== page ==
We would all benefit from understanding what it means to do acts of kindness in a thoughtful manner that takes into account the specific needs of the recipient and not, as is so often the case, the needs and desires of the giver.

We had a trivial example of this recently. We invited guests for a Shabbos meal and when they arrived, they unexpectedly brought a beautiful fruit tart from the kosher French bakery. It is definitely a lovely gift, and you may think I'm just a grouch, but I had already made dessert. I had already purchased the ingredients and spent time and effort in baking a cake and cookies for this meal. Now I would probably have leftover dessert lying around my house, unfairly tempting the dieters or just going to waste.

I'm sure they felt like they were fulfilling their obligation as good guests by bringing me this tart, but it was actually not a kindness. It was something I didn't need or really want.

On the other hand, if they had called earlier in the week and offered to bring dessert, it would have been thoughtful. It would have saved me time and energy, literally taking one thing off my plate!!

Thoughtful acts of kindness are always focused on the beneficiary. What does he or she need?

Visiting the sick is certainly a mitzvah but perhaps this particular patient would just like be alone or only with immediate family members. You may buy balloons and flowers and come bouncing into the room -- and interrupt a quiet family scene. It's better to call (or email) first and ask what works for them. When, if at all, would they like company?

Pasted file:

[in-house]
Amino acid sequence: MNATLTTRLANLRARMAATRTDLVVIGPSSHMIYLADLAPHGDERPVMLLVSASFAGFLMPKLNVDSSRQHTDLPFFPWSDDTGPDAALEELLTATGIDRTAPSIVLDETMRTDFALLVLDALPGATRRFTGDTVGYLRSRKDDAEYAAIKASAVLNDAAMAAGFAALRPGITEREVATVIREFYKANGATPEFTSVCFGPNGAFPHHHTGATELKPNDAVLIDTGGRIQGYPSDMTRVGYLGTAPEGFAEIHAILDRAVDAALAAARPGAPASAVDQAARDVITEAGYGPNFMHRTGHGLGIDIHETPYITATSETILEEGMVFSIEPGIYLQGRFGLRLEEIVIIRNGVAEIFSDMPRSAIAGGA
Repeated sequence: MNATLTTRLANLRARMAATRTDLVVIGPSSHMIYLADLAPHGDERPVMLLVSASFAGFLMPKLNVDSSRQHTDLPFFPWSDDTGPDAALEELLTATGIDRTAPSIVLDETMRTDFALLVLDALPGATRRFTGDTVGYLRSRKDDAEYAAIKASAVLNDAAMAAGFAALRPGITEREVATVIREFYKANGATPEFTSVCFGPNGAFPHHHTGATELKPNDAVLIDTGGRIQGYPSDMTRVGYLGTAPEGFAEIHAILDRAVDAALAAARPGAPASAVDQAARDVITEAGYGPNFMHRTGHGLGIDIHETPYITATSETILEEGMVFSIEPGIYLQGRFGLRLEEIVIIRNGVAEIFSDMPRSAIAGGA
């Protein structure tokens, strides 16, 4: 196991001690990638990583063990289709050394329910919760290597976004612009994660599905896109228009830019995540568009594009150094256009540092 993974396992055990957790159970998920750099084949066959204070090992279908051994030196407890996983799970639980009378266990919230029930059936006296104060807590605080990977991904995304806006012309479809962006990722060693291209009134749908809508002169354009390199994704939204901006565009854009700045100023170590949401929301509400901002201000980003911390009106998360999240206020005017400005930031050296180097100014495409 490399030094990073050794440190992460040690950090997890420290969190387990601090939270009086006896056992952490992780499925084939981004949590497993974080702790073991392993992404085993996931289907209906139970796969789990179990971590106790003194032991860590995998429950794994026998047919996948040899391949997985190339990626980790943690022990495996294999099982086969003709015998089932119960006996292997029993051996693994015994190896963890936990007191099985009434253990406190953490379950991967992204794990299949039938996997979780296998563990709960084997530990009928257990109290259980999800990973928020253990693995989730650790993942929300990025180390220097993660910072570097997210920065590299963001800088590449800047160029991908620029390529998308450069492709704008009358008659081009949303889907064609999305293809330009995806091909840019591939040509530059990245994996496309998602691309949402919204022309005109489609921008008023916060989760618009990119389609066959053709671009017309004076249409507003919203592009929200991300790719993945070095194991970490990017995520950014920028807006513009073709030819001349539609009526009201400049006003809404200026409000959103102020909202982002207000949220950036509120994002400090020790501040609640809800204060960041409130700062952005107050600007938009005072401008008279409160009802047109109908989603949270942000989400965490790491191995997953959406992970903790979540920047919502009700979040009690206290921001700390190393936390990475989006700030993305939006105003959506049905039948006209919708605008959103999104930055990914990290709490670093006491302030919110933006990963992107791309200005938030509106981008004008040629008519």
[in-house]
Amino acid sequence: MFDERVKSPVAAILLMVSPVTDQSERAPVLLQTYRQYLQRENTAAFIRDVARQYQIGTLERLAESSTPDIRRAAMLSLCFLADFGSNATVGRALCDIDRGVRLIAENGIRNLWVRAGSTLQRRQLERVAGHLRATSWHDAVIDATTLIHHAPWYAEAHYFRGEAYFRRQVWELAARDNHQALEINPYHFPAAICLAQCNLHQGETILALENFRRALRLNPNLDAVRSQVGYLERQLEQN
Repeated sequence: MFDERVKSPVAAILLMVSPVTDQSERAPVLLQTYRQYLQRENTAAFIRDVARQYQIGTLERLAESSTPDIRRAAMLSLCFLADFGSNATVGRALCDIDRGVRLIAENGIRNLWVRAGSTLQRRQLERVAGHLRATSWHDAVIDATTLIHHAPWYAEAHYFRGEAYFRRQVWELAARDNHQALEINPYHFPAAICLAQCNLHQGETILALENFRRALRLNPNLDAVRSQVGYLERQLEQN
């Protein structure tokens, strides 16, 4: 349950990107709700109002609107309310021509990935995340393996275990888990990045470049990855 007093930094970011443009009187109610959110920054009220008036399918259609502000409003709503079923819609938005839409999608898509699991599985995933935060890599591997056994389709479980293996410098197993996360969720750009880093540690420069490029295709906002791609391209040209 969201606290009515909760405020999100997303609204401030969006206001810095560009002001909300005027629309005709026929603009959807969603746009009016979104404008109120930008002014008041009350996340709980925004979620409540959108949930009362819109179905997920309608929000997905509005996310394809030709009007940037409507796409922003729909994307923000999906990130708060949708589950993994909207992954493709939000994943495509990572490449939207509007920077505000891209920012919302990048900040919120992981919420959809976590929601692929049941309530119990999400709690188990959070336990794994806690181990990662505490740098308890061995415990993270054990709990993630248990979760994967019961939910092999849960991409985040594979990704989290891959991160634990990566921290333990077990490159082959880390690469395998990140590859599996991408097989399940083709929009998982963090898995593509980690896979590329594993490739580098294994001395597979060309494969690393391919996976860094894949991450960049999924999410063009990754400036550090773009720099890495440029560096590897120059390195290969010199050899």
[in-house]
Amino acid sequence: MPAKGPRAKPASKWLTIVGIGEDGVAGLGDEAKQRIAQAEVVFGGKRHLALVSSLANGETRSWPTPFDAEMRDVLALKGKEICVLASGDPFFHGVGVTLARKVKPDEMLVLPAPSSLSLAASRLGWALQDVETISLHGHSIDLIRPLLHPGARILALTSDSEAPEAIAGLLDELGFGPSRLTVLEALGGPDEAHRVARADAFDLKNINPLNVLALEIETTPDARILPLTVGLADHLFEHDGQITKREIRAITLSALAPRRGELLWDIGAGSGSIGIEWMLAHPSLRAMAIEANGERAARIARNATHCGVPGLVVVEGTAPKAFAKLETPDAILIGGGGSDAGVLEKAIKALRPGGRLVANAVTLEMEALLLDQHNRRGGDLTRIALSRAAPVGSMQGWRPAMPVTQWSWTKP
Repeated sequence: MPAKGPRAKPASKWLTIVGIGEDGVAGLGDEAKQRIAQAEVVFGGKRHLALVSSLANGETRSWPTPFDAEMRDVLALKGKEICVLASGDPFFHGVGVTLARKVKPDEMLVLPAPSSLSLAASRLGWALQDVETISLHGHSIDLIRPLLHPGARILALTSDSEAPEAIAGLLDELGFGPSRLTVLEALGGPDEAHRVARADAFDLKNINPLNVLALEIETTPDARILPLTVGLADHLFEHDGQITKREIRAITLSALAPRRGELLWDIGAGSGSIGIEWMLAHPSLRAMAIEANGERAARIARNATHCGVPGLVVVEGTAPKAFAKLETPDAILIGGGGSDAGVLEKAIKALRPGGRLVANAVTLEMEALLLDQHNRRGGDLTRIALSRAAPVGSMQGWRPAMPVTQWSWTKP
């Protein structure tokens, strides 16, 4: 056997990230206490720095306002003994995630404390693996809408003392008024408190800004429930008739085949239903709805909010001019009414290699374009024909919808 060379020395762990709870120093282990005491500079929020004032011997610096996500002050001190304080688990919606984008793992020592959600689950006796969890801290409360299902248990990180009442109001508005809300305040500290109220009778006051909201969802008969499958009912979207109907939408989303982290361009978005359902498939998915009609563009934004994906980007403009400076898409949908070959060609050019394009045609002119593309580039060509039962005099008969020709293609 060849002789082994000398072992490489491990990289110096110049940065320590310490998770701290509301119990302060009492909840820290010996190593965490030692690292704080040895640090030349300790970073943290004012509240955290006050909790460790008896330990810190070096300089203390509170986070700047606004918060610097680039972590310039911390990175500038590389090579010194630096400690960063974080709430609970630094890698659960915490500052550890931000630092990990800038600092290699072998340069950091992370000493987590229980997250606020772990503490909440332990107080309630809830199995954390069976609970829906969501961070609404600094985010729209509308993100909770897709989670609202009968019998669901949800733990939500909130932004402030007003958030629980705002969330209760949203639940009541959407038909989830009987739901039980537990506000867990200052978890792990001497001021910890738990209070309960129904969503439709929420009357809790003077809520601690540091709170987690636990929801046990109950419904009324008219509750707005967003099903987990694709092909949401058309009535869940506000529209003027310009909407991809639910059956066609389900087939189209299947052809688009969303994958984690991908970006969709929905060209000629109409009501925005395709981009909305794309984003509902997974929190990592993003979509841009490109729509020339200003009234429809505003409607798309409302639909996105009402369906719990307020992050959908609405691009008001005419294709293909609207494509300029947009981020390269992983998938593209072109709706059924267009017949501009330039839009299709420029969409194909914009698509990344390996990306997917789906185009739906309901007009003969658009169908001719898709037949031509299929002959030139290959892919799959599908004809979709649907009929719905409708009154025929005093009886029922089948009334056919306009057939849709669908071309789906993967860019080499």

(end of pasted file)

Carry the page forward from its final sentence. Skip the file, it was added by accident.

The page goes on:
I recently spoke to a friend who was recuperating from painful abdominal surgery. "I know you're home from the hospital; do you want visitors?" She explained that her husband had taken the week off work to tend to her and they were actually enjoying having the time together. Could I please come next week when he goes back? I was glad I called because I knew that when I did go I would be a desired visitor and not a resented intruder.

It is wonderful to bring meals to women who have just given birth. It is such a relief at that time not to have to worry about making dinner. It's particularly thoughtful if the cook provides paper plates and silverware and presents the food in foil serving pieces so the new mom doesn't have to worry about washing dishes or (even worse) returning everyone's pans!

It's also nice to think about what they have probably been receiving until now -- chicken and potatoes, chicken and rice -- and try to add some different touches, fresh vegetables, salad, fruit.

 

Thoughtfully evaluate the needs of the recipient and don't think about what you feel like doing or giving.

 

Even generosity can be misplaced. Depending on your relationship with the recipient, it may not be kind to give extravagant gifts. They may then feel obliged to respond in kind -- and may not be able to. It may actually be a hardship for them and not a kindness at all.

The situations and needs are as varied as the people involved. The general principle is to thoughtfully evaluate the needs of the recipient and not think about what you feel like doing or giving.

When someone is sitting shiva, friends are frequently at a loss over how to help. So they send food -- platters and platters of it. None of the visitors want to eat and hundreds of dollars worth of food frequently goes to waste. Or the mourner is forced to spend her time trying to organize her refrigerator so that everything can fit in! The impulse is kind, the action is not.

We need to operate with our minds and perform acts of kindness in an intelligent and truly selfless fashion.

There are only so many clothes that infants need, especially ones with older siblings. Get the new mom something for her (a spa certificate?), something she'll appreciate.

The more individualized the gift (based on their interests, hobbies, goals), the better.

And one last tip: It is not a kindness to buy anybody any more candles!